Google Wave & Project Management
On Thursday Google announced it’s new real-time communication platform, Google Wave. It’s obvious that volumes could be filled on the potential this has for changing the way we communicate, but I want to focus on it’s implications for the discipline of Project Management. On first glance it’s easy to see several ways that this tool could change the way we manage projects. After all, at its heart, Wave is a communications tool, and what is project management besides highly focused communication. However, I believe that within this platform we may see new ways to organize our projects besides the obvious. It is still very early in the process and there are still many unknowns, but because the bulk of the code will be open source it has all the hallmarks of a platform that can be molded to suit individual needs.
It is entirely possible that the Wave could supplant email as our primary mode of communication. Just as Web 2.0 turned a static Internet bloated with one-sided conversations into a social experience, Wave could do the same for email. Currently email is bound by very strict rules that are based on a centuries old process, I send you a message and wait for a reply. The speed of delivery has changed, but not the method of communication. We’ve known for some time that this was an archaic model and we haven’t just sat on our laurels. IM clients, social networks, blogs, Twitter have all been steps in the direction of a more interactive mode of communication. Google Wave doesn’t necessarily reinvent these tools; Google isn’t even the first to think to combine them into one application. What Google has done makes email, IM, and all other communications tools live within the same living document. For PMs the advantage is obvious. What I look for in a project management tool is a way to store all information pertaining to a project in one place. Much of our time as project managers is spent trying to keep knowledge centralized. What IM conversation had the ftp credentials, what email chain contained the client feedback needed to make project revisions, etc. With Wave all of this information can be centrally contained within one Wave, a living, ever-evolving chain. Wave is real-time, so conversations take place within the Wave. This even includes simultaneous communication.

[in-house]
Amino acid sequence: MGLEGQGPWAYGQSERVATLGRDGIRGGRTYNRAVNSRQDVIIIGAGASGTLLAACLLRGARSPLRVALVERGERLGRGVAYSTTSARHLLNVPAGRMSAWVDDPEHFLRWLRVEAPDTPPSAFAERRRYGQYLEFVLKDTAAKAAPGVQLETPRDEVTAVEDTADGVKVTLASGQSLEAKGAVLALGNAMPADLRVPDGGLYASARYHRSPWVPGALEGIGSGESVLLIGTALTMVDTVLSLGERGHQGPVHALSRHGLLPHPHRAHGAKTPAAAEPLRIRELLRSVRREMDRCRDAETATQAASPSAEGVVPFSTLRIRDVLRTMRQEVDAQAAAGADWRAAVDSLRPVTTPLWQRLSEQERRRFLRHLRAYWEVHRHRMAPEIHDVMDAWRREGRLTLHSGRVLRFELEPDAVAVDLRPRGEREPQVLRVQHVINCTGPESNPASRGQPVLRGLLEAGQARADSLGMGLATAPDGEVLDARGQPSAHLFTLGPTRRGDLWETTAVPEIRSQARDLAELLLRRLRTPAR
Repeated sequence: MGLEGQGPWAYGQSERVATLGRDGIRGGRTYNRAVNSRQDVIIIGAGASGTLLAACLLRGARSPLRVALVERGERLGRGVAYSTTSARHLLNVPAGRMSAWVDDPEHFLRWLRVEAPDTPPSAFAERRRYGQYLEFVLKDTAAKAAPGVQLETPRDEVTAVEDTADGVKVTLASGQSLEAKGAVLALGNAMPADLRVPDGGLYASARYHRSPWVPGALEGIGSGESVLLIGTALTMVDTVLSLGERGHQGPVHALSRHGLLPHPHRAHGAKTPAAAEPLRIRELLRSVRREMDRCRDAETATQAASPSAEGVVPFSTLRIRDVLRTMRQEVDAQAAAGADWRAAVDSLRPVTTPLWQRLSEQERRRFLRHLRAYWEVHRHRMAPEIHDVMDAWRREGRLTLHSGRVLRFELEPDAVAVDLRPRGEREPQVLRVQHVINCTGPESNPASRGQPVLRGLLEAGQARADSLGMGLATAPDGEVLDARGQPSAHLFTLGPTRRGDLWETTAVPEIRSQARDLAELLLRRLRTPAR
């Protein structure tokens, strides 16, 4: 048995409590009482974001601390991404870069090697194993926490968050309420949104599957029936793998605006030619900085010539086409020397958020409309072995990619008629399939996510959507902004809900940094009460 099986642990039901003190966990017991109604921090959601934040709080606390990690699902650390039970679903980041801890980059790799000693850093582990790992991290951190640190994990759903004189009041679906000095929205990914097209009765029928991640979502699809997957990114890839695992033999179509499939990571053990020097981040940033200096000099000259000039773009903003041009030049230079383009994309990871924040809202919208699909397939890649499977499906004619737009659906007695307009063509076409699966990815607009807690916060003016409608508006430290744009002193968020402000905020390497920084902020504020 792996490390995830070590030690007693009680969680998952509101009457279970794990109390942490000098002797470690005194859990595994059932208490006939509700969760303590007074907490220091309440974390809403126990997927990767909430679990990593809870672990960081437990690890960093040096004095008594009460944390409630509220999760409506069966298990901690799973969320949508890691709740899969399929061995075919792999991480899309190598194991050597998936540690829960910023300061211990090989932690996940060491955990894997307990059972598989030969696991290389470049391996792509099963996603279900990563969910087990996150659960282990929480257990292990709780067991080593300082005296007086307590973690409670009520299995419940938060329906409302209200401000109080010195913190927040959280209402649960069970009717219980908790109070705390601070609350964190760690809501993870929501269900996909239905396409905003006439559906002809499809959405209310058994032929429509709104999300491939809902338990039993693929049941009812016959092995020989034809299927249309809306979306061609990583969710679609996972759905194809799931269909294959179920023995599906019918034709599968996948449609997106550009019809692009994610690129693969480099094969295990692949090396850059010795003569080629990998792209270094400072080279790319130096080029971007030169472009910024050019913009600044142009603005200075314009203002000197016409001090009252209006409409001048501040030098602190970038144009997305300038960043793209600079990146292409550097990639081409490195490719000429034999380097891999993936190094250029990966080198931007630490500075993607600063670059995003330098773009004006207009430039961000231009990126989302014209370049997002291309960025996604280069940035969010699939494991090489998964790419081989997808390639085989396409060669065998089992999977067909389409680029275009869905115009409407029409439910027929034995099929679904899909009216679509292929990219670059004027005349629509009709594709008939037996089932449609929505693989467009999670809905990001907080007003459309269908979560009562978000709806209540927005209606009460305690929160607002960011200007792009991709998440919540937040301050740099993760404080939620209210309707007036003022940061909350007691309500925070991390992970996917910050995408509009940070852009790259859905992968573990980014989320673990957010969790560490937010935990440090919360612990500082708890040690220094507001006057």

Collaborative document creation and editing allows for streamlined team input. Once a document has been uploaded within the Wave the internal team can mark-up or revise the document until satisfied. Once internal sign off is achieved any external stakeholders are simply added to the Wave for their review and revisions. The Google team demonstrated this with a word document, but promises support for spreadsheets and presentation documents as well. With the ability to drag and drop images from your desktop, even creative collaboration is possible within the Wave. All this can be done with little trepidation thanks to the revert feature which functions similarly to a version control software.
Thanks to Google’s generous set of APIs and the fact that the code is open source, Wave has the potential to be customized to accommodate even the most discriminating needs. Tasking and tracking tools could be added; even integration with other Google tools such as Calendar or Google Maps makes the possibilities endless. Other project management applications such as Basecamp or Backpack have attempted to integrate communication in these ways. However, projects such as Basecamp have always been obsessed with simplicity and opposed to implementing user requests. The ability to design extensions that both live within the Wave and interact with applications outside the browser makes Google Wave potentially the most powerful project management tool in our arsenal.